A Fiery Read | Review of ‘Frostblood’ (Frostblood Saga #1)


By Cynthia Ayala

Frostblood by Elly Blake
Little, Brown Books for Young Readers
Image Credit: Goodreads

“Seventeen-year-old Ruby is a Fireblood who has concealed her powers of heat and flame from the cruel Frostblood ruling class her entire life. But when her mother is killed trying to protect her, and rebel Frostbloods demand her help to overthrow their bloodthirsty king, she agrees to come out of hiding, desperate to have her revenge. Despite her unpredictable abilities, Ruby trains with the rebels and the infuriating—yet irresistible—Arcus, who seems to think of her as nothing more than a weapon. But before they can take action, Ruby is captured and forced to compete in the king’s tournaments that pit Fireblood prisoners against Frostblood champions. Now she has only one chance to destroy the maniacal ruler who has taken everything from her—and from the icy young man she has come to love.” —Goodreads

Published January 10, 2017, by Little, Brown Books for Young Readers Frostblood by Elly Blake takes an interesting and magical to deal with real-world issues like prejudice and racism.

As a young adult novel, the novel does lean towards some clichés that for many would hinder enjoyment. Ruby is in a sense the chosen one who can save the kingdom from a dark curse that has been lurking in the throne of her enemies. This curse is also the reason her people, Firebloods, have been hunted to death. Enemies are harboring her, Frostbloods who want to see the end of the tyranny and bloodshed. In that respect, it is a little cliché, admittedly, but the depth of the novel lies within the prejudices and hardships that Ruby has to endure. Friends turn against her; she is imprisoned for one reason alone: the color of her blood and tortured because of it. Ruby’s world is blanketed in hatred and vengeance, making it both compelling, dark, and mature. However, her fate is more significant than her need for vengeance, leading the character to go through enormous character growth. Moreover, she is not the only protagonist in the novel that goes through character growth. The icy Arcus begins the novel and his relationship as an unfeeling slab of ice, but through his interactions with Ruby, and vice versa, the two learn that their inherent dislike and distrust vanishes. There was once peace, and through the dynamics between these two characters, they find that peace again while also analyzing the faults of their kind as well as the benefits of their abilities. Ruby faces her demons while Arcus faces his fears, and together, through dialogue, they work together to find the peace they each so desperately need for their rebellion to succeed and the future to take hold.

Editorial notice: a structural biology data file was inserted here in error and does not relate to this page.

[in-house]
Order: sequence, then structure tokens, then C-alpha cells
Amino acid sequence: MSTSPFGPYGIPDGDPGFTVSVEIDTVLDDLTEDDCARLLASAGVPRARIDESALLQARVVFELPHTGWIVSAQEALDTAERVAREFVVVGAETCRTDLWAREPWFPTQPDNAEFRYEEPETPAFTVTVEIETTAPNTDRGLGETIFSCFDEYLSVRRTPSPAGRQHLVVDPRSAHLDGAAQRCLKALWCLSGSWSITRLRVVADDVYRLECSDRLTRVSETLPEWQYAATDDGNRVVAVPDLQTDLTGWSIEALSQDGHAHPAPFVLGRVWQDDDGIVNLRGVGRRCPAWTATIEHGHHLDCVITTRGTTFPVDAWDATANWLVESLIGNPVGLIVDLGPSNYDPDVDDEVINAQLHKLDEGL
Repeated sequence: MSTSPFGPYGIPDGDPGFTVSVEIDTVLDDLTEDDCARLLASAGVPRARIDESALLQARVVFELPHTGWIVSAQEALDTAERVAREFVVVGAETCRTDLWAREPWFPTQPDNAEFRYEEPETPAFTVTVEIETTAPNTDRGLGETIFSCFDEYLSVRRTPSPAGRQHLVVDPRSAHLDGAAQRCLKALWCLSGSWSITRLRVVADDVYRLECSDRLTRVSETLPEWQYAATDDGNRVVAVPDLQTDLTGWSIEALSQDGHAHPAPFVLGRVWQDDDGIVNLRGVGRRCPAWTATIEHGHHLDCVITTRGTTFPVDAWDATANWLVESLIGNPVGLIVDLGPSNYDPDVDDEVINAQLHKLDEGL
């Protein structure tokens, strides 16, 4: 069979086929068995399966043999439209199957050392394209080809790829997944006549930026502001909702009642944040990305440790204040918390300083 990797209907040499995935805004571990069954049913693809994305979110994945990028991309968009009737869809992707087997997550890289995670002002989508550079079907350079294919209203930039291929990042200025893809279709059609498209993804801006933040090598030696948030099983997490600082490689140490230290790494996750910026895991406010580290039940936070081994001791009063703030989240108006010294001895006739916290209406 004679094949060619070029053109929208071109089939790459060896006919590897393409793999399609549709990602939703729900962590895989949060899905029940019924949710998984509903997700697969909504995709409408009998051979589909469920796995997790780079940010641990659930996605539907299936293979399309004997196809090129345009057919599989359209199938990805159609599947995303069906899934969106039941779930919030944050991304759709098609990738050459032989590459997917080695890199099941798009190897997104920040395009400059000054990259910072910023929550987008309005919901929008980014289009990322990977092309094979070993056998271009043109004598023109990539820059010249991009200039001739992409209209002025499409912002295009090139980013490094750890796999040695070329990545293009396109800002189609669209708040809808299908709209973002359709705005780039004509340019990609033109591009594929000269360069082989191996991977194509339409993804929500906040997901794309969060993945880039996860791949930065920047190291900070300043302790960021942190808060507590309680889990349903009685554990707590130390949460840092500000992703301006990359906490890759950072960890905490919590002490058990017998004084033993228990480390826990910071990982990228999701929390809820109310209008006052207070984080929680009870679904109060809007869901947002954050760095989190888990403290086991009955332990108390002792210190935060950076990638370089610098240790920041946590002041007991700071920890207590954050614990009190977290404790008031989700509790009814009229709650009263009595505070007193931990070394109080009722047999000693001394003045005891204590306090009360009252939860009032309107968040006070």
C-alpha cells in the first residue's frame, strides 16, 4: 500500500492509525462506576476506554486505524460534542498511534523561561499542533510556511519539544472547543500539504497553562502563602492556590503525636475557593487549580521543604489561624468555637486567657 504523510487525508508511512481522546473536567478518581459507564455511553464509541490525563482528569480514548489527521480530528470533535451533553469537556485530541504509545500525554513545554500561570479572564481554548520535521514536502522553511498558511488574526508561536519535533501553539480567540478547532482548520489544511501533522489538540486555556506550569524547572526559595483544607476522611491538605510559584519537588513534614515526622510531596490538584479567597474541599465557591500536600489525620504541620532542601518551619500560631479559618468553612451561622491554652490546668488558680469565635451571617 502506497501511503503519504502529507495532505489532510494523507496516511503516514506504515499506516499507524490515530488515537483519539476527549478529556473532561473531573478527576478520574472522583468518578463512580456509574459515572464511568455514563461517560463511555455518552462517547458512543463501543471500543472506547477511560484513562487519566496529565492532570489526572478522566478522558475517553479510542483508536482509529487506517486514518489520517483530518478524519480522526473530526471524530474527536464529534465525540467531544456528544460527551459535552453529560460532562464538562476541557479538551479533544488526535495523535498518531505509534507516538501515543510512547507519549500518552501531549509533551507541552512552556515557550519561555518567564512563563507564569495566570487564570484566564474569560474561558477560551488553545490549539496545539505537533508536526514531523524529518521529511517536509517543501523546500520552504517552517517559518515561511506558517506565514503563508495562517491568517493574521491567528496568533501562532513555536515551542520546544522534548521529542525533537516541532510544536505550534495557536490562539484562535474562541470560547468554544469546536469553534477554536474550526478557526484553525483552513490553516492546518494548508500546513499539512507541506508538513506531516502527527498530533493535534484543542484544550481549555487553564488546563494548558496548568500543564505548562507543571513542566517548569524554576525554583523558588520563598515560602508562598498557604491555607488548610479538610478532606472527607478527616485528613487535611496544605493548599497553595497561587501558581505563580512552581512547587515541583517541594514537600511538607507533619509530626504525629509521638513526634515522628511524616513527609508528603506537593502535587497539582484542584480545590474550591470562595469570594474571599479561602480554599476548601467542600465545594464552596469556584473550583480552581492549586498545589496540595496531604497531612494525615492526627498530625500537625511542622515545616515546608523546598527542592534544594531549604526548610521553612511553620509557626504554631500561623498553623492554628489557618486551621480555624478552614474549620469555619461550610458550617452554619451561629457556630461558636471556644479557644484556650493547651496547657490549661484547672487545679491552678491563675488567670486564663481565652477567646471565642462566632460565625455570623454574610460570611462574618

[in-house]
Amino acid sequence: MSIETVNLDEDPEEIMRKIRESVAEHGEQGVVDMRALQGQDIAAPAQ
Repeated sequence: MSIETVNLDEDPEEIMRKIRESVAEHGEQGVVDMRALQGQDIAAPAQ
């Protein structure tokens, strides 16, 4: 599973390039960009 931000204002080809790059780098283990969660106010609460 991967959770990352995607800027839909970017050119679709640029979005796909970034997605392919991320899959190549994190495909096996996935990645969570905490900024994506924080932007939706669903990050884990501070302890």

Blake also does a great job of stepping away from the usual elements. Within the mythology, Blake has set up ice against fire. This is a huge step away from the norm where the opposite of fire is usually water. The battle between fire and ice makes the story more interesting because it is an unusual pairing, and it makes it more challenging. The harder the ice, the more work fire needs and that goes both ways.

Frostblood such a rich novel because it focuses so much on the prejudices and overcoming those. It taps into the pain of the characters and brings it to life in this world of magic and mythology.

As entertaining as the novel is, the level of fantasy tropes does make the novel just a tad predictable. Anyone who reads enough will be able to connect the dots and see just where the story is going and how it will unfold. That being said, the character development and riveting use of magic in the novel makes it a compelling read. (★★★☆☆ | B+)

Product Details:

Pub Date: Jan. 10, 2017

Page count: 376pp

Age Range: 14 & Over

ISBN: 978-0-3162-7325-1

Publisher: Little, Brown Books for Young Readers

List Price:  $17.99

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